All this is compounded by a large uptake in online grocery shopping where the cost to service transactions is greater than in-store purchases. So too does COVID have a role to play in eroding retailer margins.
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A range of cereal brands sitting on supermarket shelves.

But what about shoppers?

Analysts expect consumers to tolerate price inflation — for now. As touched on earlier, it’s well documented in the media, so exxy prices are an expectation.

Household savings are reportedly at relatively high levels now thanks to the pandemic. But the big swing factor is interest rates and how fast they rise, and how quickly non-retail spending eats into savings. These things can make consumers more price sensitive. And consumers speak with their wallets.

Dozens of staple food items are expected to have noticeable price rises. If you’re a big fan of instant coffee (no judgment), then you might want to rethink your caffeine habit. Instant coffee is anticipated to rise by 47 per cent. Those humble SPC baked beans have also gone up 20 per cent.

Should input costs get out of hand, shoppers might be lost to lower-priced competitors (think Aldi). That’s a concerning situation for retailers and suppliers, so they’ve told us. This brings us back to what can be done as inflation heads skyward.

Thoughts on product performance analysis

It's pretty clear why optimising price is priority number one and will be for the next 6 months or more. But rest assured, it’s not all doom and gloom. If there’s one thing you can take away, it’s this: take a holistic view of the shopper.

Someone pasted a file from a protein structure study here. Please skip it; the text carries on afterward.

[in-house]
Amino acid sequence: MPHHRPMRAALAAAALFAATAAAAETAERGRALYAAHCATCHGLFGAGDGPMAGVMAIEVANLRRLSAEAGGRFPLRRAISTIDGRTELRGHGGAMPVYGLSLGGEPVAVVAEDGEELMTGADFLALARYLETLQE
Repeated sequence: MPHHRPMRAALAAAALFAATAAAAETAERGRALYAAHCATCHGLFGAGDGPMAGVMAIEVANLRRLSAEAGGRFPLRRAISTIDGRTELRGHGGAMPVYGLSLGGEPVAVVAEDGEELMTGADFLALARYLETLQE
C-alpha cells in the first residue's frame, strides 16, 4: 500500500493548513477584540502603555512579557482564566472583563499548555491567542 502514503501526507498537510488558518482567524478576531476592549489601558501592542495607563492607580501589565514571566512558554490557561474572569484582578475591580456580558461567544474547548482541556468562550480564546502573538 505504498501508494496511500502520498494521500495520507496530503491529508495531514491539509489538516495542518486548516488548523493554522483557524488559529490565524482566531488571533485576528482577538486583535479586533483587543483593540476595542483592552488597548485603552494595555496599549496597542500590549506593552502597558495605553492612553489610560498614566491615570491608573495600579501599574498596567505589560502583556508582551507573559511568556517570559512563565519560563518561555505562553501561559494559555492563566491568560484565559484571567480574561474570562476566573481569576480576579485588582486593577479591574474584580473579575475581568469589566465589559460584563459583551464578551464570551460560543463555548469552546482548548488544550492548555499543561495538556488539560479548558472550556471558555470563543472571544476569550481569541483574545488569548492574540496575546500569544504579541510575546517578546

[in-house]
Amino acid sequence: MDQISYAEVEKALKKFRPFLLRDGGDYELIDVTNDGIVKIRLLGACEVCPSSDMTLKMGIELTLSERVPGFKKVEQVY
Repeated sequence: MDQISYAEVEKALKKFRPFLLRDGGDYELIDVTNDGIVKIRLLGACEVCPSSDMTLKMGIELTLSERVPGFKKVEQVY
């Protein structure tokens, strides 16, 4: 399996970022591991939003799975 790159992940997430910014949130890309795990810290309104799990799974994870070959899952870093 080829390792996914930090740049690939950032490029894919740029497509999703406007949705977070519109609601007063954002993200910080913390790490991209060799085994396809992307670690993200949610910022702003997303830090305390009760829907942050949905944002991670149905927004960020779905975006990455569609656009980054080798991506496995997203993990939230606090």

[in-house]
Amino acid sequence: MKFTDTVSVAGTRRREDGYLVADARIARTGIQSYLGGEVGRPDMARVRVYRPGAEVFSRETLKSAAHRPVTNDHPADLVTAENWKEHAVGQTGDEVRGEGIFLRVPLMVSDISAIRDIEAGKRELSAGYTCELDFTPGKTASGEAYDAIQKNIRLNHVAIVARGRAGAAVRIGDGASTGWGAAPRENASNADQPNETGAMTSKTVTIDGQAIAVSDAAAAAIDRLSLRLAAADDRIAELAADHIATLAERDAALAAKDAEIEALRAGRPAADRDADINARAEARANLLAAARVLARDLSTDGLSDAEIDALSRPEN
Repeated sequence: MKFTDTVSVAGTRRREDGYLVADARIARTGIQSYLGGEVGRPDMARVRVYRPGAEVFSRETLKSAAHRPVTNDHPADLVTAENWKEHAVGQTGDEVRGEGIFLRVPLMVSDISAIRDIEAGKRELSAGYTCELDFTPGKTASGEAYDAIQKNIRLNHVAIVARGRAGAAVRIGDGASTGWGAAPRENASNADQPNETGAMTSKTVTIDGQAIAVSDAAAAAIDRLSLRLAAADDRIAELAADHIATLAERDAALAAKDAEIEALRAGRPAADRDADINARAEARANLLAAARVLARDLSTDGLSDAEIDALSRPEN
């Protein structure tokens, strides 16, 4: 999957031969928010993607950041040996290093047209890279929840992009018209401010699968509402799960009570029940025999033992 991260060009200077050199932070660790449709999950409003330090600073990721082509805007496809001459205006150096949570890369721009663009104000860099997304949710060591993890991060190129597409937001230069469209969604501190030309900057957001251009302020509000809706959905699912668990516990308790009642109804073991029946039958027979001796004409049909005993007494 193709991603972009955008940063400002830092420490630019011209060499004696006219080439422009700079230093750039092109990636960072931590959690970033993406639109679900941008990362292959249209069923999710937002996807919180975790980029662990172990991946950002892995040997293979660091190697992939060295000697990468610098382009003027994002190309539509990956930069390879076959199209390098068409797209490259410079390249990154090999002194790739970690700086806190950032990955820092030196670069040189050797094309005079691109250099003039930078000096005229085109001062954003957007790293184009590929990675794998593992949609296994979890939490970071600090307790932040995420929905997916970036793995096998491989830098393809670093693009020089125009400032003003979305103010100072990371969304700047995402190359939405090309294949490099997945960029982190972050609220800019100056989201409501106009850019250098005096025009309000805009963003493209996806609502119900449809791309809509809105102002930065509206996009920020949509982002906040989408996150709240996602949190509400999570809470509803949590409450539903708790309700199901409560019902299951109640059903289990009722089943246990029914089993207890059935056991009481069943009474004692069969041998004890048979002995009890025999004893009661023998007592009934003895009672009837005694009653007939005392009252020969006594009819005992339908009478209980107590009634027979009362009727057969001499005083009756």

Start your product performance analysis by evaluating what the barrier is for your consumers. If its price, unpack the product’s perceived value to understand what will keep consumers picking your product rather than switching to a cheaper competitor. But if price truly is the sticking point, consider exploring potential ways of making the product cheaper, such as more cost-effective ingredients. Just remember this golden rule: the product must still be acceptable to consumers.

Some product categories can bear price increases more than others, so try not to put a blanket increase on everything. Be strategic and understand which levers to pull for which categories to obtain the best result — for everyone involved.

 

Optimise, pivot and maximise you in-market success. Get in touch today.

*Source: Factset, Bloomberg, MST Marquee

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about the author

PLAY

As the experts in consumer-led innovation in FMCG, we partner with manufacturers and retailers to lift the productivity and effectiveness of their NPD. It’s all in how we blend innovation advisory with tailored consumer insight using an agile, consumer-first approach. Think of us like the connective tissue within your innovation process. We guide you at every step of the journey, helping you align, focus and develop ideas and products that sell.